Like, Link, Share:

How cultural institutions are embracing digital technology
Commissioned by the Wyncote Foundation
Read about the project, why we're doing this work, and how to be in touch. We'd love to chat with you about it, present our findings at your next meeting, or learn about your own efforts.

About the Project

How are cultural institutions using digital technologies to further their missions? What can we learn from talking to innovators doing this work?

Like, Link, Share is a report and accompanying website released in December 2014, that highlights examples and lessons learned from legacy cultural institutions that are successfully embracing digital media in their work, whether in artistic creation and artistic programs, audience engagement activities, fund development, operations, or in all of these.

Our goal is to describe the distinctive leadership and organizational capacities required for pioneering work, and to help trustees, grantmakers, and colleague institutions understand the conditions needed and actions taken for success in our increasingly digital culture. Our website, created as an active gallery examples, is also a rich resource of links to projects, social media sites, research reports, and funding information about the 40 organizations included.

This work was commissioned by the Philadelphia-based Wyncote Foundation, and follows the Foundation Center’s important media funding report and its companion digital culture report, Molto + Media, that were published in 2013 in partnership with Media Impact Funders. Wyncote support was key to these prior research projects, reflecting its continuing interest in the health and vitality of nonprofit media.

Foundation staff across the U.S., cultural policymakers, journalists, and peers helped identify the 40 field leaders that our report examines and the website includes. During summer 2014, site visits to eight of these organizations were made in order to see the work first hand, talk with organizational leaders, and learn what conditions are fueling their innovations. For other organizations included, we made shorter visits, talked by phone, or learned about their work from public sources.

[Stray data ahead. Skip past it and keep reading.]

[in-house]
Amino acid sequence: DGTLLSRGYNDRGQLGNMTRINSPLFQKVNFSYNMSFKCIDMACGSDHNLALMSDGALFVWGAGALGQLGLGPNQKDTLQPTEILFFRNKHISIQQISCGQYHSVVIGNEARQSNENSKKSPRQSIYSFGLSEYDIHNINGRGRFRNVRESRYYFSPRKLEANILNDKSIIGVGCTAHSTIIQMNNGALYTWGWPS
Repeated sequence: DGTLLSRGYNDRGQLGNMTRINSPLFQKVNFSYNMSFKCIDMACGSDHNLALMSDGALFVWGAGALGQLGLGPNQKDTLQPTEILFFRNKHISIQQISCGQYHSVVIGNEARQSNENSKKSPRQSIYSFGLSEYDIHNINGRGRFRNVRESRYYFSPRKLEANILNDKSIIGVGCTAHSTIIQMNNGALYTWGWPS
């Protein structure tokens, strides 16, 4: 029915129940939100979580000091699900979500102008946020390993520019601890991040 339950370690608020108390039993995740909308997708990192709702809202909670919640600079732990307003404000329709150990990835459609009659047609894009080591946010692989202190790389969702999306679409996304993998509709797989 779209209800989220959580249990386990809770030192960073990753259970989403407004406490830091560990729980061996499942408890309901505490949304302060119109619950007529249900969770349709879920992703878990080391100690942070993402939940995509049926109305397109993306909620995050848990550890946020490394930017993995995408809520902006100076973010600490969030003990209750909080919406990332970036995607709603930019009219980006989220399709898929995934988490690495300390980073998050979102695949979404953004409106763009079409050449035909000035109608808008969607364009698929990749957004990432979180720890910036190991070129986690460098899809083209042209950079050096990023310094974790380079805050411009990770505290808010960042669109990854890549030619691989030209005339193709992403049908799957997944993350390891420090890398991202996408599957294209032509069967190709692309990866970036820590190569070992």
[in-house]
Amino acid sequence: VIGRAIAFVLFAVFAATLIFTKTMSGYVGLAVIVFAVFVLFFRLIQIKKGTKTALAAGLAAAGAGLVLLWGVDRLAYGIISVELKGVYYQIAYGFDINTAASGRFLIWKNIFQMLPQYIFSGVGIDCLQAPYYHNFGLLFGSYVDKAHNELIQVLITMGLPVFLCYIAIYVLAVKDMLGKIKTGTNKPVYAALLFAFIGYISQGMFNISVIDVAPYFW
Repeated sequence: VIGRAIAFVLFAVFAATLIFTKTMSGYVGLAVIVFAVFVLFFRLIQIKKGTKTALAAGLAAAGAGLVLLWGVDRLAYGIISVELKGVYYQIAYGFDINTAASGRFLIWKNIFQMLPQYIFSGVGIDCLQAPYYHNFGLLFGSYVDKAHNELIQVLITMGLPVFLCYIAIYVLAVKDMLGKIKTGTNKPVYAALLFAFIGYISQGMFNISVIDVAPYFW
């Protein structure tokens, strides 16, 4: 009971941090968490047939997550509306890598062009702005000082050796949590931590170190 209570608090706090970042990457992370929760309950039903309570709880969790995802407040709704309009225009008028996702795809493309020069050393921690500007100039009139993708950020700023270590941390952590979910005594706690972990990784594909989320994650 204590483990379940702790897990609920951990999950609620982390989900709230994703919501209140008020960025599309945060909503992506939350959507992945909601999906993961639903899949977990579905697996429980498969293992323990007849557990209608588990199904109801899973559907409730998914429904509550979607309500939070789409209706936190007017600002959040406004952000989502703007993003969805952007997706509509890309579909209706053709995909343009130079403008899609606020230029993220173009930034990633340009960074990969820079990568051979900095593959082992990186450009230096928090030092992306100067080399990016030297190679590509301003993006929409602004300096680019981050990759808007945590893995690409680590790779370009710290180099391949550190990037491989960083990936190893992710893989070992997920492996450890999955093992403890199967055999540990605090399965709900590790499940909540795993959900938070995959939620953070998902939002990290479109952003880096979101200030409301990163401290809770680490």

Digital innovation presents special challenges for centuries- or generations-old cultural institutions. Converting long-standing internal systems for patron development, audience engagement, and content management is a major undertaking that requires long time-lines and significant expense. At the same time, the skills and mindset needed to participate fully and nimbly in digital culture are outside the career experiences of many senior staff and governing boards in these institutions. As community and audience expectations for engagement change, and contemporary artists and practitioners forge new definitions of their practice, legacy institutions can struggle to adapt.

Our work documents the ways that many legacy institutions are now forging bold new paths in digital culture, paths that are resulting in new avenues of public service and landmark artistic projects. Among the benefits are larger and often younger audiences, deeper audience engagement, new community relationships, new revenue, and renewed program vitality.

Our Invitation to You

Our website is a live repository of examples of digital media investment by legacy cultural institutions, and associated resources. If you have information, examples, and resources to contribute, please be in touch. Contact us via email:

About the Wyncote Foundation

Like, Link, Share was commissioned by the Philadelphia-based Wyncote Foundation. The mission of the Wyncote Foundation is to support efforts that strengthen and enrich culture, community, and the natural environment.

Project Team

Sarah Lutman, Lutman & Associates

Report & Website Design:
Andee Mazzocco, Whole-Brained Design

Website Design:

Research Assistant:
Jessica Fiala

Editorial Support:
David Beal

Special thanks to:
Rachel Edelman, Haas Associates
Feather Houstoun, Wyncote Foundation
Vince Stehle, Media Impact Funders
All the groups who generously shared time and information with us.

And thanks to artists, without whom there would be no art.